Snowstorms and Cold Economic Data

Two stories gripped Seattle last week.

The first was the snowiest February in 100 years, and the second was some equally cold economic data. Though the events are certainly not related, as correlation does not imply causation, there is a common moral to these stories.

First, the snow.

Seattle does many things well including technology, aerospace, ecological awareness and the perhaps the best public ferry system in the world. But it appears Seattle is less than efficient in plowing its roads when it snows. Everything was snarled for days and grocery shelves were stripped bare. Luckily the snow melted fast and all is now back to normal.

The second story is the cold economic data.

Last Thursday the U.S. Census Bureau finally released its December retail sales data, which showed the sharpest drop in a decade. Headline retail sales dropped 1.2% month-over-month, far worse than the 0.2% increase economists anticipated. Retail numbers were weak across the board. Even the “control” category of sales, which strips out items including cars, gas, building materials and food services, reported the poorest reading since 2001. Also on Thursday, Germany’s 4 th quarter GDP came out at 0.0%, just above the negative reading in the 3 rd quarter. The economic engine of Europe is at stall speed. Finally, on Friday January’s industrial production numbers came in far weaker than expectations. All in all, it was a chilly end to the economic week, leaving the markets to worry about economic prospects in 2019.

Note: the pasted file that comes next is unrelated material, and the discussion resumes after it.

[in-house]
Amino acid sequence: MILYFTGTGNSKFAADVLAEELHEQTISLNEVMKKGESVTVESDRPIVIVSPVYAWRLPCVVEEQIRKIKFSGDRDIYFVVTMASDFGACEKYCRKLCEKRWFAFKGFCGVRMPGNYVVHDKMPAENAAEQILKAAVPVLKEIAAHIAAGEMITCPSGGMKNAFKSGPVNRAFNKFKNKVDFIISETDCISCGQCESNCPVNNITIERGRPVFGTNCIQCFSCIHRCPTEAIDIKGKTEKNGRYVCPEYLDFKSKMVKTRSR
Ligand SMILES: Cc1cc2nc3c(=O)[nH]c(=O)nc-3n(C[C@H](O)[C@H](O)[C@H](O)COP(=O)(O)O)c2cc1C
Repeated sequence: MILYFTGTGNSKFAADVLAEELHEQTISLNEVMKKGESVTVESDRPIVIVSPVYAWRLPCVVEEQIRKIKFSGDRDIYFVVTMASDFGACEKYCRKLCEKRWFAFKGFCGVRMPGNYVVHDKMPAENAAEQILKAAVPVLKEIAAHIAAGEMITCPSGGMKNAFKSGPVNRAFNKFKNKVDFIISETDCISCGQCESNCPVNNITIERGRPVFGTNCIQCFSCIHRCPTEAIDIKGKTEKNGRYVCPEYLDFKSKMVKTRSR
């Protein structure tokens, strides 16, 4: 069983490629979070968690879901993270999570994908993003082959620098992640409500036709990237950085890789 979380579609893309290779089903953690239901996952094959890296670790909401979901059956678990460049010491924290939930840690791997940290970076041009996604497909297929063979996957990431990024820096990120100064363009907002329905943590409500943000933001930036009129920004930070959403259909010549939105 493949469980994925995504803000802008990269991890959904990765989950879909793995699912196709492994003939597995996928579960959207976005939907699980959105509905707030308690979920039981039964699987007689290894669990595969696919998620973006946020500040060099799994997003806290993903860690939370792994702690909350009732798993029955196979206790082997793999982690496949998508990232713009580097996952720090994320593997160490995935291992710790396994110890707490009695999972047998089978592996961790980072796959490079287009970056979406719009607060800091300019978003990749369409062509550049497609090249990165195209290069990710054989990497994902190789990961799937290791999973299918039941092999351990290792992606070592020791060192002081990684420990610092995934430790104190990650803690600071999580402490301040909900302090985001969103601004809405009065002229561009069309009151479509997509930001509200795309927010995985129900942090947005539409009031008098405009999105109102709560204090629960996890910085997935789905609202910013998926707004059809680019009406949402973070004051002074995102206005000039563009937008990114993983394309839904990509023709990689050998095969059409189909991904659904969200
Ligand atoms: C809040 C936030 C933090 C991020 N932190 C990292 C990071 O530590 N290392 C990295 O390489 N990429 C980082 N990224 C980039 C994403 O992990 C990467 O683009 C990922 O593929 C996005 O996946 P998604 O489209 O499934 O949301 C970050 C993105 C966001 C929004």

Related: The Fed Is a Two-Handed Economist

So, what is the common thread between these stories? Snow melts fast in Seattle’s temperate climate, and weak economic news should soon dissipate as the U.S. is still growing above trend, unemployment is at generational lows and the Fed is patient. As for your portfolios , we know despite the vagaries of weekly economic data that the overall trend for economic growth is weakening, so we will maintain our conservative risk positioning.

Sources: Bloomberg, The Financial Times, The U.S. Census Bureau